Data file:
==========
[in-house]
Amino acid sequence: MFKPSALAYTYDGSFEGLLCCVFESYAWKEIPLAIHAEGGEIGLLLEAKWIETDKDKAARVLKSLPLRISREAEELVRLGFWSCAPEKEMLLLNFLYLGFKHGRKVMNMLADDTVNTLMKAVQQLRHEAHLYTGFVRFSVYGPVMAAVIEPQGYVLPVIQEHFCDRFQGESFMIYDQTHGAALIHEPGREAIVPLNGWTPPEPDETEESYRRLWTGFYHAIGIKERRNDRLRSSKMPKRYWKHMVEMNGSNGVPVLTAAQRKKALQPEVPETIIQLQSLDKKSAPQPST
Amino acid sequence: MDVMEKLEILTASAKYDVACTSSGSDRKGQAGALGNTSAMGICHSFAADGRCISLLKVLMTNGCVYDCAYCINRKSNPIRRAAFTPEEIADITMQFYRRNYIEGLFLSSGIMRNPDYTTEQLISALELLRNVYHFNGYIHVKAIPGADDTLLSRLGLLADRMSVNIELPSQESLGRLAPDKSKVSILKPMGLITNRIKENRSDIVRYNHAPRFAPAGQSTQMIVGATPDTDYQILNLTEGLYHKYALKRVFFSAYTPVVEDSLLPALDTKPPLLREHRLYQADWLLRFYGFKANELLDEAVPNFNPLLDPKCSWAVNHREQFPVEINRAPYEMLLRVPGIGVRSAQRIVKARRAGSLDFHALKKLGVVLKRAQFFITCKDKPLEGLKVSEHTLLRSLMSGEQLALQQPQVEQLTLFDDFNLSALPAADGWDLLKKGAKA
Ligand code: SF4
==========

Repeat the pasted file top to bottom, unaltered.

[in-house]
Amino acid sequence: MFKPSALAYTYDGSFEGLLCCVFESYAWKEIPLAIHAEGGEIGLLLEAKWIETDKDKAARVLKSLPLRISREAEELVRLGFWSCAPEKEMLLLNFLYLGFKHGRKVMNMLADDTVNTLMKAVQQLRHEAHLYTGFVRFSVYGPVMAAVIEPQGYVLPVIQEHFCDRFQGESFMIYDQTHGAALIHEPGREAIVPLNGWTPPEPDETEESYRRLWTGFYHAIGIKERRNDRLRSSKMPKRYWKHMVEMNGSNGVPVLTAAQRKKALQPEVPETIIQLQSLDKKSAPQPST
Amino acid sequence: MDVMEKLEILTASAKYDVACTSSGSDRKGQAGALGNTSAMGICHSFAADGRCISLLKVLMTNGCVYDCAYCINRKSNPIRRAAFTPEEIADITMQFYRRNYIEGLFLSSGIMRNPDYTTEQLISALELLRNVYHFNGYIHVKAIPGADDTLLSRLGLLADRMSVNIELPSQESLGRLAPDKSKVSILKPMGLITNRIKENRSDIVRYNHAPRFAPAGQSTQMIVGATPDTDYQILNLTEGLYHKYALKRVFFSAYTPVVEDSLLPALDTKPPLLREHRLYQADWLLRFYGFKANELLDEAVPNFNPLLDPKCSWAVNHREQFPVEINRAPYEMLLRVPGIGVRSAQRIVKARRAGSLDFHALKKLGVVLKRAQFFITCKDKPLEGLKVSEHTLLRSLMSGEQLALQQPQVEQLTLFDDFNLSALPAADGWDLLKKGAKA
Ligand code: SF4